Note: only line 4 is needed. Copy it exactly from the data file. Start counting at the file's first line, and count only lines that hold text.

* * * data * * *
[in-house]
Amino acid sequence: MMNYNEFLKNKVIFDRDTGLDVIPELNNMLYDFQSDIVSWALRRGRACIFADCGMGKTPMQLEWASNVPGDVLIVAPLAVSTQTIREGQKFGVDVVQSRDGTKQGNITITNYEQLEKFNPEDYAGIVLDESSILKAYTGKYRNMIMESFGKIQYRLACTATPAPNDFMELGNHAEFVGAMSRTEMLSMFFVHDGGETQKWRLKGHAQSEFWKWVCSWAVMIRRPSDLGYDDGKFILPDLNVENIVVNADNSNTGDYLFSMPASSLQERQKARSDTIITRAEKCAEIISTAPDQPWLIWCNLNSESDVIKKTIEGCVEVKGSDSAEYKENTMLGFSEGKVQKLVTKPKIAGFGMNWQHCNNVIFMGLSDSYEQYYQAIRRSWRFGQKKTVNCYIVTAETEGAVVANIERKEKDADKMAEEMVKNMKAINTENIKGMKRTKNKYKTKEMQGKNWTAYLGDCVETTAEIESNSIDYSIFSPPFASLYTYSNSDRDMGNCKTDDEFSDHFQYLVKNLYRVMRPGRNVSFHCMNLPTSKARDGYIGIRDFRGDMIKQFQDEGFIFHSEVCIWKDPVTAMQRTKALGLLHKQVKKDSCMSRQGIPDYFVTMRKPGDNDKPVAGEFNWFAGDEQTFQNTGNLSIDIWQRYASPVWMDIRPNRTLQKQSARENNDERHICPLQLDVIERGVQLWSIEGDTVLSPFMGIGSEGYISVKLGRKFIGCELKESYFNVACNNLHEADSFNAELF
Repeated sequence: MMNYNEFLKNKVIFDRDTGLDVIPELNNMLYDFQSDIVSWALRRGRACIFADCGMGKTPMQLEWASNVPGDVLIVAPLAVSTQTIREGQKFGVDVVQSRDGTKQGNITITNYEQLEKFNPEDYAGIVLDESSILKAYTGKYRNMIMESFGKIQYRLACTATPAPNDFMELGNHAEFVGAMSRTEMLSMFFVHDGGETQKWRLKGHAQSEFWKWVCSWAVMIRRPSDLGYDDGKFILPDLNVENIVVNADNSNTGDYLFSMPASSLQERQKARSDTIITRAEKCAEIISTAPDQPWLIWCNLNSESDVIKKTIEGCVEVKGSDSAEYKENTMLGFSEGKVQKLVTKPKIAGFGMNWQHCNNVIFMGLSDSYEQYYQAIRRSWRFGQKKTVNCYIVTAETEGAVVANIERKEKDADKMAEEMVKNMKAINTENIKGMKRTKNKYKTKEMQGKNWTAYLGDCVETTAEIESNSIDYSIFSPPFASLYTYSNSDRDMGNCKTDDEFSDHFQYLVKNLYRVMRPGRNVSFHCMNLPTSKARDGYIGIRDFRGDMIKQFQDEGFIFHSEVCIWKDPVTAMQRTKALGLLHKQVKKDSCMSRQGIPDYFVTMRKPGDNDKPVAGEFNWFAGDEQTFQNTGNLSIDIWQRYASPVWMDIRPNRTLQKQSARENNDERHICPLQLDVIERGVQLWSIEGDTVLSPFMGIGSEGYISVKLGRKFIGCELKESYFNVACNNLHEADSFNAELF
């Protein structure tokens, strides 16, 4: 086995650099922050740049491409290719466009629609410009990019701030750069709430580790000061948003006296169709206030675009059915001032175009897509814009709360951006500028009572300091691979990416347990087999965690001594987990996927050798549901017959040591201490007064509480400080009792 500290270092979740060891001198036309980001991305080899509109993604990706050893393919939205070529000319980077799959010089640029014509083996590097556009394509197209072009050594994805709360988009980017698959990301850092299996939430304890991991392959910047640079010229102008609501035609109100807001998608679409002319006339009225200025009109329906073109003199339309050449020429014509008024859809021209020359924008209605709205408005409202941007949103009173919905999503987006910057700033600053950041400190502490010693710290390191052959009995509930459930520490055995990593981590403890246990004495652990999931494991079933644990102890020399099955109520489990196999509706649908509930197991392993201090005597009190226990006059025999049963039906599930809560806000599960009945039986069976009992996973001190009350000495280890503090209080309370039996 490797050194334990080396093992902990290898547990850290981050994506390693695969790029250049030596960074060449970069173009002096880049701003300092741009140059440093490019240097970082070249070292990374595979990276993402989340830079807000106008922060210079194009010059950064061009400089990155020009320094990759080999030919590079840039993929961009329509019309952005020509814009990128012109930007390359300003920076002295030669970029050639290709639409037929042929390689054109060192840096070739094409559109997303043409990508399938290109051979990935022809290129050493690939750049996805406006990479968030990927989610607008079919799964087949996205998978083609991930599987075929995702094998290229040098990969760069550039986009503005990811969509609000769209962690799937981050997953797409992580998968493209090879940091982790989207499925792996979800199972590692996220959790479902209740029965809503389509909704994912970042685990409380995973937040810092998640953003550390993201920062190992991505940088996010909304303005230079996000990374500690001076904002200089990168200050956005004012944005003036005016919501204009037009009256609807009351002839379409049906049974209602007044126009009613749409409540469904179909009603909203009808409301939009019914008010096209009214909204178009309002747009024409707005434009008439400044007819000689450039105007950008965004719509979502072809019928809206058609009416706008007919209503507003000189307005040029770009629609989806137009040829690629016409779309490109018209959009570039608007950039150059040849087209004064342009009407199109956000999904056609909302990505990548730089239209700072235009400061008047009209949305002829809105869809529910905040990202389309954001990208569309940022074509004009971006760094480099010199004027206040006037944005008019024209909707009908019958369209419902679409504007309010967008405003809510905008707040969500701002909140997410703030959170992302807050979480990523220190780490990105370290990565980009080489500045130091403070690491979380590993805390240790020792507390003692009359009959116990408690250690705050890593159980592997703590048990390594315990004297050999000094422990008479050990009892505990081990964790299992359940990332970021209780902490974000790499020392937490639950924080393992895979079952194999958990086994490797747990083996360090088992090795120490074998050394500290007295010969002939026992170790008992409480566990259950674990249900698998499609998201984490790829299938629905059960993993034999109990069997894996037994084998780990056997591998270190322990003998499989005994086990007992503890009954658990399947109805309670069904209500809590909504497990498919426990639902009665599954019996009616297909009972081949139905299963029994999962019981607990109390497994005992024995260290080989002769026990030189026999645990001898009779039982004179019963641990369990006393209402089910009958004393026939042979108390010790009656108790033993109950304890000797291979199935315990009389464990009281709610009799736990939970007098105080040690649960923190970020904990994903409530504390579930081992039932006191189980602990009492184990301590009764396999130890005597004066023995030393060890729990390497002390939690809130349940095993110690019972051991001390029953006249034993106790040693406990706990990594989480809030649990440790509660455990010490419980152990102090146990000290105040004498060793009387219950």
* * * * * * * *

């Protein structure tokens, strides 16, 4: 086995650099922050740049491409290719466009629609410009990019701030750069709430580790000061948003006296169709206030675009059915001032175009897509814009709360951006500028009572300091691979990416347990087999965690001594987990996927050798549901017959040591201490007064509480400080009792 500290270092979740060891001198036309980001991305080899509109993604990706050893393919939205070529000319980077799959010089640029014509083996590097556009394509197209072009050594994805709360988009980017698959990301850092299996939430304890991991392959910047640079010229102008609501035609109100807001998608679409002319006339009225200025009109329906073109003199339309050449020429014509008024859809021209020359924008209605709205408005409202941007949103009173919905999503987006910057700033600053950041400190502490010693710290390191052959009995509930459930520490055995990593981590403890246990004495652990999931494991079933644990102890020399099955109520489990196999509706649908509930197991392993201090005597009190226990006059025999049963039906599930809560806000599960009945039986069976009992996973001190009350000495280890503090209080309370039996 490797050194334990080396093992902990290898547990850290981050994506390693695969790029250049030596960074060449970069173009002096880049701003300092741009140059440093490019240097970082070249070292990374595979990276993402989340830079807000106008922060210079194009010059950064061009400089990155020009320094990759080999030919590079840039993929961009329509019309952005020509814009990128012109930007390359300003920076002295030669970029050639290709639409037929042929390689054109060192840096070739094409559109997303043409990508399938290109051979990935022809290129050493690939750049996805406006990479968030990927989610607008079919799964087949996205998978083609991930599987075929995702094998290229040098990969760069550039986009503005990811969509609000769209962690799937981050997953797409992580998968493209090879940091982790989207499925792996979800199972590692996220959790479902209740029965809503389509909704994912970042685990409380995973937040810092998640953003550390993201920062190992991505940088996010909304303005230079996000990374500690001076904002200089990168200050956005004012944005003036005016919501204009037009009256609807009351002839379409049906049974209602007044126009009613749409409540469904179909009603909203009808409301939009019914008010096209009214909204178009309002747009024409707005434009008439400044007819000689450039105007950008965004719509979502072809019928809206058609009416706008007919209503507003000189307005040029770009629609989806137009040829690629016409779309490109018209959009570039608007950039150059040849087209004064342009009407199109956000999904056609909302990505990548730089239209700072235009400061008047009209949305002829809105869809529910905040990202389309954001990208569309940022074509004009971006760094480099010199004027206040006037944005008019024209909707009908019958369209419902679409504007309010967008405003809510905008707040969500701002909140997410703030959170992302807050979480990523220190780490990105370290990565980009080489500045130091403070690491979380590993805390240790020792507390003692009359009959116990408690250690705050890593159980592997703590048990390594315990004297050999000094422990008479050990009892505990081990964790299992359940990332970021209780902490974000790499020392937490639950924080393992895979079952194999958990086994490797747990083996360090088992090795120490074998050394500290007295010969002939026992170790008992409480566990259950674990249900698998499609998201984490790829299938629905059960993993034999109990069997894996037994084998780990056997591998270190322990003998499989005994086990007992503890009954658990399947109805309670069904209500809590909504497990498919426990639902009665599954019996009616297909009972081949139905299963029994999962019981607990109390497994005992024995260290080989002769026990030189026999645990001898009779039982004179019963641990369990006393209402089910009958004393026939042979108390010790009656108790033993109950304890000797291979199935315990009389464990009281709610009799736990939970007098105080040690649960923190970020904990994903409530504390579930081992039932006191189980602990009492184990301590009764396999130890005597004066023995030393060890729990390497002390939690809130349940095993110690019972051991001390029953006249034993106790040693406990706990990594989480809030649990440790509660455990010490419980152990102090146990000290105040004498060793009387219950």